Last year, U.S.-listed exchange traded fund took in $313 billion in new assets, short of 2017's record inflows, but still good for the second-best year on record.
While the Federal Reserve boosted interest four times in 2018, three of the year's top 10 asset-gathering ETFs were bond funds.
Bond funds contributed mightily to 2018's overall ETF inflows. Last year, fixed income ETFs hauled in $97 billion in new assets.
“To CFRA, the biggest ETF flows trend was in fixed income, which pulled in $97 billion of new money in 2018, equal to a 31% share of net inflows, even as the Federal Reserve raised interest rates multiple times,” said CFRA Research Director of ETF & Mutual Fund Research Todd Rosenbluth in a Thursday note.
Why It's Important
With interest rates ring in 2018, bond investors were particularly fond of short duration ETFs, such as the iShares Short Treasury Bond ETF (NYSE: SHV) and the iShares 1-3 Year Treasury Bond ETF (NASDAQ: SHY). SHV and SHY combined for over billion of the new money added to bond ETFs last year.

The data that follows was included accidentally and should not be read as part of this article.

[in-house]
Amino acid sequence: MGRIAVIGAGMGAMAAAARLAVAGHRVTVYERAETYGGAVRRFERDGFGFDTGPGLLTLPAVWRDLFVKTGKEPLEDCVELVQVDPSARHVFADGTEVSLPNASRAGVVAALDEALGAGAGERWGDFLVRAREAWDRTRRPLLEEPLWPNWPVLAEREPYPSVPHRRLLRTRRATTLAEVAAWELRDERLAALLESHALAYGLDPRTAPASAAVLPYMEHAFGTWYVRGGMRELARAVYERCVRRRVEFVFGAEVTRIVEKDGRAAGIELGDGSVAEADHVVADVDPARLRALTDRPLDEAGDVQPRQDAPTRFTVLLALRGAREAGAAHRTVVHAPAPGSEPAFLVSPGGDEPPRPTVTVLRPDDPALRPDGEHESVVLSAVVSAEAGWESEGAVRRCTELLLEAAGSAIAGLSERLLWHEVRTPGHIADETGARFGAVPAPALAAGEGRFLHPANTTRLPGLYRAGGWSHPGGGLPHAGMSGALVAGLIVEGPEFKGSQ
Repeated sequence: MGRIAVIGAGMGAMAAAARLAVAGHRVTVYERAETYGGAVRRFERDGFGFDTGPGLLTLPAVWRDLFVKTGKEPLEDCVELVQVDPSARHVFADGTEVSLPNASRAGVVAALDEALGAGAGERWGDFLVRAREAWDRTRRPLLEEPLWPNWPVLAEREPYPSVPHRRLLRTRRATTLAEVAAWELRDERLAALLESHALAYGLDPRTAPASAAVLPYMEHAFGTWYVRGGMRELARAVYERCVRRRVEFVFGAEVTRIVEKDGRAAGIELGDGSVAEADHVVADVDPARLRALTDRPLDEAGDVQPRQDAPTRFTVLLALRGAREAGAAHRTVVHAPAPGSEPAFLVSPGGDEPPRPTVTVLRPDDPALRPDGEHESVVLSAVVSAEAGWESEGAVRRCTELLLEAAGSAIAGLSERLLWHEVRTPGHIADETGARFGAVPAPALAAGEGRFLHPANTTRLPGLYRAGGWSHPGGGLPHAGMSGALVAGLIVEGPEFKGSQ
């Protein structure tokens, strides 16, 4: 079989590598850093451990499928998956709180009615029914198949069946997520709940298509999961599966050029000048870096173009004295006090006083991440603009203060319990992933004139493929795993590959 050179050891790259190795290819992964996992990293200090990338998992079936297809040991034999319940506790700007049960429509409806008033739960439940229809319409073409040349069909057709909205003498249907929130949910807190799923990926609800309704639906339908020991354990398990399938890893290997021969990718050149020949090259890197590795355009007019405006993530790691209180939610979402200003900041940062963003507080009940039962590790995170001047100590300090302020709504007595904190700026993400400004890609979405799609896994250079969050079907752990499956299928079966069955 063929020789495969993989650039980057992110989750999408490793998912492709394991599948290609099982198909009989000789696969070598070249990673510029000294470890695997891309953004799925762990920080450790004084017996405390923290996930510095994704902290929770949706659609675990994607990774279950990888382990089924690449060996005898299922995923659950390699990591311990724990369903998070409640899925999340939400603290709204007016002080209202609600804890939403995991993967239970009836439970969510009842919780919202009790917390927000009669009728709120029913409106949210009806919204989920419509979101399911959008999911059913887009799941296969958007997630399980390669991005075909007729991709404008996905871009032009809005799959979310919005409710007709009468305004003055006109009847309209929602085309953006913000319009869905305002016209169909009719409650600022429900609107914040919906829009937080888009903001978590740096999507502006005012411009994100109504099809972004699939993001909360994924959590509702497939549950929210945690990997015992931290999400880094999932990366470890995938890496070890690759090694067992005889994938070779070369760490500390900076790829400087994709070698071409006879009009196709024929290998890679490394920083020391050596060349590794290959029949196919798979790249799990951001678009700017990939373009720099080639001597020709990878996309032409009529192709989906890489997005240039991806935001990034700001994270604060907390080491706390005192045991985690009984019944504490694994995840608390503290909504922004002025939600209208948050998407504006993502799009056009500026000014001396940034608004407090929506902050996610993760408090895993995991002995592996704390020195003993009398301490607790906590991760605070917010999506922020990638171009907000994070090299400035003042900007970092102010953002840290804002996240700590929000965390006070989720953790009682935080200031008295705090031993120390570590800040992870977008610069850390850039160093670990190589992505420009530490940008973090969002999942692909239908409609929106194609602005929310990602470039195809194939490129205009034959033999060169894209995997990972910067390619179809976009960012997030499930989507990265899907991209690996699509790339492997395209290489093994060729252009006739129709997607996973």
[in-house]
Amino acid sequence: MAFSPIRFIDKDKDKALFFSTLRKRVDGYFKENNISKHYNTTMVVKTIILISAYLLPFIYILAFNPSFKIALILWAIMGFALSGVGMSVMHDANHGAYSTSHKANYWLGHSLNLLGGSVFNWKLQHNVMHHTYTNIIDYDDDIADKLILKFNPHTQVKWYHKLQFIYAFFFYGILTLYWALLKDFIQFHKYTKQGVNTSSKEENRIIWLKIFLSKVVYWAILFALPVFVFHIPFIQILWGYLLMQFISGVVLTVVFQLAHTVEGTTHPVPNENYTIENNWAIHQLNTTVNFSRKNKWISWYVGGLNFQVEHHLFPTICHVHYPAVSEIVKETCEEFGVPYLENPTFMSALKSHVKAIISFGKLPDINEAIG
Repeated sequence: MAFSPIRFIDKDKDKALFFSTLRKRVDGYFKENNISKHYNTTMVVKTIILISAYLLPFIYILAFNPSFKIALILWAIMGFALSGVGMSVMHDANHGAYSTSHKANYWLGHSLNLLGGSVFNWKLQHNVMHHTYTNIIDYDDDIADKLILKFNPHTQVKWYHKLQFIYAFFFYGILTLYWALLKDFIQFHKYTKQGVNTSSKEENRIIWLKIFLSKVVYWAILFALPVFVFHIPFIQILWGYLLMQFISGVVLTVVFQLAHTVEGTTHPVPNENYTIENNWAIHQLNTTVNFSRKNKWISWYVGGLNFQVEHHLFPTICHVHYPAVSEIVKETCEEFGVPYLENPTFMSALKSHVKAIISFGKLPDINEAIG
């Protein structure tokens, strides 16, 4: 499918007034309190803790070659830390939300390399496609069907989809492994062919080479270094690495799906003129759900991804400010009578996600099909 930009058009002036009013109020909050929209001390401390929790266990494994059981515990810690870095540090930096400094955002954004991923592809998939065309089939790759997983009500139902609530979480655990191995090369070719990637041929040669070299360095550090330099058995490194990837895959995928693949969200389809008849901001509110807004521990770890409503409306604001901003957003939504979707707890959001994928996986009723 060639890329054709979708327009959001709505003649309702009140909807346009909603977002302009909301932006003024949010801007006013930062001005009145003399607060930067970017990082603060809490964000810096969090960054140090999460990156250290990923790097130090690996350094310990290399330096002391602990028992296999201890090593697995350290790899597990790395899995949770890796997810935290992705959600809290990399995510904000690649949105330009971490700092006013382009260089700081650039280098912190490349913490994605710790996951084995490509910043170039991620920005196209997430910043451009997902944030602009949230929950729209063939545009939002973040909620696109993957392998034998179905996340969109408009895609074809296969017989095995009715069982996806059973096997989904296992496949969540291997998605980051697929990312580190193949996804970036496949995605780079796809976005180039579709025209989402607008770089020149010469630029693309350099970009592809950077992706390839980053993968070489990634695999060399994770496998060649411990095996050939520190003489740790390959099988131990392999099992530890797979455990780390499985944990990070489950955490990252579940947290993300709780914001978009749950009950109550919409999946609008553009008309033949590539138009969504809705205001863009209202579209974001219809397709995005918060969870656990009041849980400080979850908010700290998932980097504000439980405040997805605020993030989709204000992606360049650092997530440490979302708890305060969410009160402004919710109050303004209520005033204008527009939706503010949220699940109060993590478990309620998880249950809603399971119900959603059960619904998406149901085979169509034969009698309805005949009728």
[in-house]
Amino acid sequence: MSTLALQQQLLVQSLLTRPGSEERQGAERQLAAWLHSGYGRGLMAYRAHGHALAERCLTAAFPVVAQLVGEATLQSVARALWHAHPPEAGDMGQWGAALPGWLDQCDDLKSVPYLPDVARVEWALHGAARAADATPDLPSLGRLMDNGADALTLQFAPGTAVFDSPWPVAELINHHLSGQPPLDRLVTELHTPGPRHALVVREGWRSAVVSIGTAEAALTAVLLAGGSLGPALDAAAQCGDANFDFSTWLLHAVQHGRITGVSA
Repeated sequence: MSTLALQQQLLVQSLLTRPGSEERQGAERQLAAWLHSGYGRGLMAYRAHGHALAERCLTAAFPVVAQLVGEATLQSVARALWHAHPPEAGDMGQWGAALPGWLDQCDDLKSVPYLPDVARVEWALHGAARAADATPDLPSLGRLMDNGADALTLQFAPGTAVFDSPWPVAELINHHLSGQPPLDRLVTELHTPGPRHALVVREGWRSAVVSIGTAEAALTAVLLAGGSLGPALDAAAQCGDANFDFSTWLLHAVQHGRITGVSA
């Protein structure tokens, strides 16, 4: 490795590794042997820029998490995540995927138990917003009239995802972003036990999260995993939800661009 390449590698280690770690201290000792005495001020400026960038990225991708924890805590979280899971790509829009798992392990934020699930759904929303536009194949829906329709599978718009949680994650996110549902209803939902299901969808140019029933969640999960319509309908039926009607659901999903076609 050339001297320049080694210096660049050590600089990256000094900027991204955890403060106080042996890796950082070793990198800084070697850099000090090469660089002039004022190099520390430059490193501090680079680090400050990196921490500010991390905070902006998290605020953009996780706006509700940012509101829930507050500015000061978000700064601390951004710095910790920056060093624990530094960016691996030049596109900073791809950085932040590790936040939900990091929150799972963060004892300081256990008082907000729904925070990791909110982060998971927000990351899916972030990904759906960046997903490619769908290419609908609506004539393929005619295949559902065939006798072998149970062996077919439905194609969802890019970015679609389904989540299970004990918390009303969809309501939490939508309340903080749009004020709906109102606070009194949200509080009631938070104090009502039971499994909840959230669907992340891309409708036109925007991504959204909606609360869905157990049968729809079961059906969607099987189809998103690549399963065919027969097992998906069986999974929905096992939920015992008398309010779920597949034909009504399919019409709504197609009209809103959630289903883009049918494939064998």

Other popular short-term bond ETFs included the PIMCO Enhanced Short Maturity Active ETF (NYSE: MINT); the largest actively managed ETF, and the JPMorgan Ultra-Short Income ETF (NYSE: JPST). JPST was one of last year's fastest-growing bond funds.
“With Fed rate hikes on the mind, ultra-short and short-term bond funds designed to reduce interest rate sensitivity and yet generate some income were most popular,” said Rosenbluth. “JPST and MINT added $5.0 billion and $4.3 billion, respectively, aided by strong 2.2% and 1.7% gains.”
Investors last year displayed enthusiasm for actively managed bond ETFs, a theme that could remain in place this year if the bond environment remains tricky.
“While ETFs remain known for tracking indices such as Bloomberg Barclays Aggregate Bond Index, which was flat in 2018, actively managed fixed income ETFs gathered $21 billion of new money,” said Rosenbluth. “This was equal to the total inflows for the investment approach between 2015 and 2017.”
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